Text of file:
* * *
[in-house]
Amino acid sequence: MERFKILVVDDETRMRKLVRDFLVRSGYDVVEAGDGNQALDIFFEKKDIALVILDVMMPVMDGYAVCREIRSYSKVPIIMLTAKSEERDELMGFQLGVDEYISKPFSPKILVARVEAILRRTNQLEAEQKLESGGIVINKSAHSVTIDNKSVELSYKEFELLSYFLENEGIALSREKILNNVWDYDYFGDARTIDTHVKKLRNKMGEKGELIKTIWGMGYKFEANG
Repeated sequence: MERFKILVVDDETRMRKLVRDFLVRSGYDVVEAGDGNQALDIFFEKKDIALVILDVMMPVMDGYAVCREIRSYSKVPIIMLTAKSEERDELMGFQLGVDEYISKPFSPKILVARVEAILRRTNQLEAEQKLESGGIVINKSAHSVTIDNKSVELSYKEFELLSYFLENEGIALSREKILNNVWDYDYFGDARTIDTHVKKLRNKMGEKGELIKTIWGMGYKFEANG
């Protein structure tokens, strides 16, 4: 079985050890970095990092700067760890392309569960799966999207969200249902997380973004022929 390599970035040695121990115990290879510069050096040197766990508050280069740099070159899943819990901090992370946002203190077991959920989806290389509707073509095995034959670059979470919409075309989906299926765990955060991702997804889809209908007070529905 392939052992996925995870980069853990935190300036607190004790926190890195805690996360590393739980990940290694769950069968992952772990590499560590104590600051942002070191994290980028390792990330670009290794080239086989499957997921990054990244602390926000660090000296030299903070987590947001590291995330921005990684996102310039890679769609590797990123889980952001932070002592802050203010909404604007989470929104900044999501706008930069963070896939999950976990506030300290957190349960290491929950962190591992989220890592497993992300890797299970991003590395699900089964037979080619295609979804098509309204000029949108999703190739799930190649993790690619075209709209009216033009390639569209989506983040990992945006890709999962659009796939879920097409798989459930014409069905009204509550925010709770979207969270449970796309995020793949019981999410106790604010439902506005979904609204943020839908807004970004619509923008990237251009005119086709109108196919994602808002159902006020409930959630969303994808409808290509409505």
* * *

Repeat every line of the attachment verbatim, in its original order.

[in-house]
Amino acid sequence: MERFKILVVDDETRMRKLVRDFLVRSGYDVVEAGDGNQALDIFFEKKDIALVILDVMMPVMDGYAVCREIRSYSKVPIIMLTAKSEERDELMGFQLGVDEYISKPFSPKILVARVEAILRRTNQLEAEQKLESGGIVINKSAHSVTIDNKSVELSYKEFELLSYFLENEGIALSREKILNNVWDYDYFGDARTIDTHVKKLRNKMGEKGELIKTIWGMGYKFEANG
Repeated sequence: MERFKILVVDDETRMRKLVRDFLVRSGYDVVEAGDGNQALDIFFEKKDIALVILDVMMPVMDGYAVCREIRSYSKVPIIMLTAKSEERDELMGFQLGVDEYISKPFSPKILVARVEAILRRTNQLEAEQKLESGGIVINKSAHSVTIDNKSVELSYKEFELLSYFLENEGIALSREKILNNVWDYDYFGDARTIDTHVKKLRNKMGEKGELIKTIWGMGYKFEANG
């Protein structure tokens, strides 16, 4: 079985050890970095990092700067760890392309569960799966999207969200249902997380973004022929 390599970035040695121990115990290879510069050096040197766990508050280069740099070159899943819990901090992370946002203190077991959920989806290389509707073509095995034959670059979470919409075309989906299926765990955060991702997804889809209908007070529905 392939052992996925995870980069853990935190300036607190004790926190890195805690996360590393739980990940290694769950069968992952772990590499560590104590600051942002070191994290980028390792990330670009290794080239086989499957997921990054990244602390926000660090000296030299903070987590947001590291995330921005990684996102310039890679769609590797990123889980952001932070002592802050203010909404604007989470929104900044999501706008930069963070896939999950976990506030300290957190349960290491929950962190591992989220890592497993992300890797299970991003590395699900089964037979080619295609979804098509309204000029949108999703190739799930190649993790690619075209709209009216033009390639569209989506983040990992945006890709999962659009796939879920097409798989459930014409069905009204509550925010709770979207969270449970796309995020793949019981999410106790604010439902506005979904609204943020839908807004970004619509923008990237251009005119086709109108196919994602808002159902006020409930959630969303994808409808290509409505």